U of T has released the finalized proposal of its Policy on Sexual Violence and Sexual Harassment.
The 88-point policy comes two months after the university published a draft policy in September. Among other things, the new edition incorporates clearer language about the confidentiality of data during an investigation, expands on the definition of sexual and gender-based harassment, and clarifies the difference between disclosing and formally reporting an incident of sexual violence.
The policy applies to events of sexual harassment or violence that occur on campus, off campus, as well as in the digital space, in the event that both parties are members of the university community.
U of T began developing a framework to deal with incidents of sexual violence on campus in November 2014, with the establishment of the Advisory Committee to the President and Provost on Preventing and Responding to Sexual Violence. Driven in part by Bill 132, which requires all post-secondary institutions to create standalone policies on sexual violence, the university then developed an action plan for preventing and responding to incidents within the community.
The policy is one of four sections of the action plan, which also includes a regular climate survey, education and prevention activities, and a new tri-campus support centre.
U of T’s Media Relations Director Althea Blackburn-Evans explained that the policy will help shape a new, centralized system for accessing support and information. It will also “reduce the need for complainants to repeat their story more than necessary,” she said.
At the heart of the policy is a “survivor-centric” approach that, according to the policy document, prioritizes the well-being of individuals affected by sexual violence.
Under Section IV, for example, complainants are given the autonomy to choose how involved they will be in the investigative process. Subsection F of Section VIII further elaborates that “the Complainant can choose not to request an investigation by the University and has the right not to participate in any investigation that may occur,” and is entitled to receive support regardless of their choice. It also promises that the complainant will be informed of the investigation’s outcome if requested by the complainant with regard to legal limitations about privacy.
The upcoming University of Toronto Sexual Violence Prevention and Support Centre will be the first point of contact for members of the university community who have been affected by sexual violence. It will provide 24-hour staff to guide and support anyone who needs assistance in a “non-emergency situation.”
Another addition to the policy since the September draft was a review process by which complainants can challenge the university’s decision if it chooses not to investigate their reports of sexual violence. In the finalized draft, the complainant can request a review by writing to the Vice-President & Provost within 14 days.
The policy also rules that any informal resolution or mediation will only take place if both parties agree to it and will not require survivors and abusers to meet face-to-face.
All employees of the University of Toronto will be held liable to the policy’s rulings. The new draft adds that this includes “clinical, adjunct, status-only, retired, and visiting faculty,” alongside contract workers and members of the Governing Council.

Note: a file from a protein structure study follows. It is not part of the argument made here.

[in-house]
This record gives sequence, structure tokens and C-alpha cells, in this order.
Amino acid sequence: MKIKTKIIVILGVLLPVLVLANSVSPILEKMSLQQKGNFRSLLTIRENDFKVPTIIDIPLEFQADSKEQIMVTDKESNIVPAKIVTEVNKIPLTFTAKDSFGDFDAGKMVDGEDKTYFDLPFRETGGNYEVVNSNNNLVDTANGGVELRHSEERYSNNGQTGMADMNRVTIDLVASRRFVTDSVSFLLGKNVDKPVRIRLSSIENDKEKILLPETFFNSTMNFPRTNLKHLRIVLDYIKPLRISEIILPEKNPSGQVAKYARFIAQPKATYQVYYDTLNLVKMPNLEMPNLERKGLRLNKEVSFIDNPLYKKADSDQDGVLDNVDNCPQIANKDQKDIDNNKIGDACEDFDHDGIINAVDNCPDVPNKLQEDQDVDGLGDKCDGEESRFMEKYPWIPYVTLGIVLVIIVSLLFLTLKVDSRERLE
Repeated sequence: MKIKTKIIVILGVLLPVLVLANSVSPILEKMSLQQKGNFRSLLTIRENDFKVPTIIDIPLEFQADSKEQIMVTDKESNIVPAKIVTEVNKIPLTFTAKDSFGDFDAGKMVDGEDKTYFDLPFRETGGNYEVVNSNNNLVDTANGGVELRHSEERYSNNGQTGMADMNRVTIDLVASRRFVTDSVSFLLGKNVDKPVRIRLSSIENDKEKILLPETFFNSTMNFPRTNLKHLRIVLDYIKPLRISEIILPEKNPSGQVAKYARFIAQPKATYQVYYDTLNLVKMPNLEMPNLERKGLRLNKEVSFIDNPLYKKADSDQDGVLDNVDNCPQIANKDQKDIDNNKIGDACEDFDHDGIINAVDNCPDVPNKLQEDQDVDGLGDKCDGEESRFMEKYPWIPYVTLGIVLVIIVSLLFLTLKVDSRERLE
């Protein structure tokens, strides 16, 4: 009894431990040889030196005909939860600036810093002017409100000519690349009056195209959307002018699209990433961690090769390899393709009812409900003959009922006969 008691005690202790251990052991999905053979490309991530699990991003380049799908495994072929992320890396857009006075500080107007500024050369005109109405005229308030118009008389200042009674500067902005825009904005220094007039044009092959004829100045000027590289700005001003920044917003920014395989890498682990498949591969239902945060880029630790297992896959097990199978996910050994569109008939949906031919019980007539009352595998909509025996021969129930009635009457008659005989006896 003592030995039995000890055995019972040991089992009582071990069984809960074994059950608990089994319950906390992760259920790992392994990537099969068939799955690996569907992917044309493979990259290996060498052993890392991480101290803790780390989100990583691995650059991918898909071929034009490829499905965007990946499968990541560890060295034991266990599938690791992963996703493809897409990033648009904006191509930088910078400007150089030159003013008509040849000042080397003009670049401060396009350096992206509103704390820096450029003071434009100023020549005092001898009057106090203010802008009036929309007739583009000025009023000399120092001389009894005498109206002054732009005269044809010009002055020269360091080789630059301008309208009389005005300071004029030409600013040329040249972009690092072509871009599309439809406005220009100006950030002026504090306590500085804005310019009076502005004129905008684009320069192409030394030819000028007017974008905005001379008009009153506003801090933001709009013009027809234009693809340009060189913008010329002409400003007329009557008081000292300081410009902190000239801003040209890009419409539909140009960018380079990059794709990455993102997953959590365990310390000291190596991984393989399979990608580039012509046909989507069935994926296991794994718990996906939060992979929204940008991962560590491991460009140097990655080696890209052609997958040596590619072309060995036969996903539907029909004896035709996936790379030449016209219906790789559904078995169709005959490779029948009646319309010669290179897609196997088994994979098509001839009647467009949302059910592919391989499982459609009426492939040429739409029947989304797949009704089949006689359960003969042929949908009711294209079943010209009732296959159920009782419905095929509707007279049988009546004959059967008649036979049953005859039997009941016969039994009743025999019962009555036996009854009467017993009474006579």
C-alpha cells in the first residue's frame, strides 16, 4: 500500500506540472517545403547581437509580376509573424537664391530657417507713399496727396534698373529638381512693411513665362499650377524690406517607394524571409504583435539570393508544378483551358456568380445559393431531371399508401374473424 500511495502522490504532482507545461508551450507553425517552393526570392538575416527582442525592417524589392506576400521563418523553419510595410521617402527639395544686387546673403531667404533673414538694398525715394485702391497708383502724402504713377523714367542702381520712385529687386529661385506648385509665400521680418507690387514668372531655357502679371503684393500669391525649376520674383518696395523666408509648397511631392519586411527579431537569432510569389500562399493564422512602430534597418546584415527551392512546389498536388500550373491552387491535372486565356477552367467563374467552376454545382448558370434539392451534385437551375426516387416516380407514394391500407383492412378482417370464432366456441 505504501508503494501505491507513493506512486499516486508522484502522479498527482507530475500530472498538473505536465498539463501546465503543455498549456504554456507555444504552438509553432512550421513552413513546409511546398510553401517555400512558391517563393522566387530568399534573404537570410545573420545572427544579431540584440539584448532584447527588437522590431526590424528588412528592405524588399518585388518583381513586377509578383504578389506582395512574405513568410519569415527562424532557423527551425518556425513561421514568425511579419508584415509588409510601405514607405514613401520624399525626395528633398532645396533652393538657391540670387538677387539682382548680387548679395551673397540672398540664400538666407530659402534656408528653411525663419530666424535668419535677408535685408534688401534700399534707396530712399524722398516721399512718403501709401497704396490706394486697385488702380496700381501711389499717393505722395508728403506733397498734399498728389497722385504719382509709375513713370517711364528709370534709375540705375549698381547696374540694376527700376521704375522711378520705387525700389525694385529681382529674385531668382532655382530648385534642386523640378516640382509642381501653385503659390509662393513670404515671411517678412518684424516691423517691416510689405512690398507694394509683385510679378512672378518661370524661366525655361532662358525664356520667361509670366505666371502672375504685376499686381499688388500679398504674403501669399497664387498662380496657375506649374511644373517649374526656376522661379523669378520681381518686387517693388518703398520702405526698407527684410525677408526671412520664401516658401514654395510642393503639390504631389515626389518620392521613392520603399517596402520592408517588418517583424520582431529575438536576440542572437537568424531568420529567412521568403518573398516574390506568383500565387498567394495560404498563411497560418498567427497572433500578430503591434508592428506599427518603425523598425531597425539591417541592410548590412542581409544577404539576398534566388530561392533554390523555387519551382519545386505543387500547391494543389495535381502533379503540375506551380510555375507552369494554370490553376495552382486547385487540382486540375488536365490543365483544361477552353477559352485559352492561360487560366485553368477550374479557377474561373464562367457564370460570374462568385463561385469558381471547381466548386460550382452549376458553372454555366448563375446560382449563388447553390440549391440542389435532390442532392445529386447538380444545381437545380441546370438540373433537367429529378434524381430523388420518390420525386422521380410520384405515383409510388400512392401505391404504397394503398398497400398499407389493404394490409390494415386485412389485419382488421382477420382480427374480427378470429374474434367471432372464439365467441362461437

Most of the other changes made to the policy since the draft were subtle in nature, such as changes in wording. For example, the title of the policy was broadened to cover incidents of ‘sexual harassment’ as well as ‘sexual violence.’
“Overall, the policy has remained largely the same,” clarified Blackburn-Evans. She also said that revisions to language and terminology had been made to address concerns around clarity as well as to reflect feedback received during consultation, adding that the new policy “reflects the comments that we heard.”
The latest policy is the result of several rounds of discussion and consultation from members of the university community since the draft was drawn up earlier this year. According to the Office of the Governing Council’s Agenda, the administration collected feedback from Representative Student Committees, societies, campus groups and digital student consultations.
Ellie Ade Kur, founder of U of T’s branch of Silence is Violence, believes the student consultation process left much to be desired in terms of organization.
In a statement to The Varsity, Ade Kur said that the university “chose to host last-minute, inaccessible consultations over the summer (a low-traffic period on campus) and subsequently downloaded the responsibility of consultations onto student unions and organizations during the busiest portion of the fall term, which impacted each [organization’s] ability to do outreach to the student body.”
Ade Kur also mentioned that many concerns raised during consultations didn’t make it into the finalized draft proposal, including issues with frontline staff receiving complaints of sexual violence.
“There is no outline of what accountability looks like for frontline workers when issues of victim blaming or slut shaming arise,” she said, adding that the policy does not effectively address problems surrounding institutional silencing.
Ade Kur believes that first responders to complaints of sexual violence can shape the way survivors choose to proceed: “There is so much responsibility put onto frontline workers and investigators and no information on what to do, or where to go when these frontline workers fail.”
“This policy doesn’t change the nature of that work,” Ade Kur said. “Our fight continues.”
Pending approval from the Governing Council in December, the policy will come into effect in January 2017.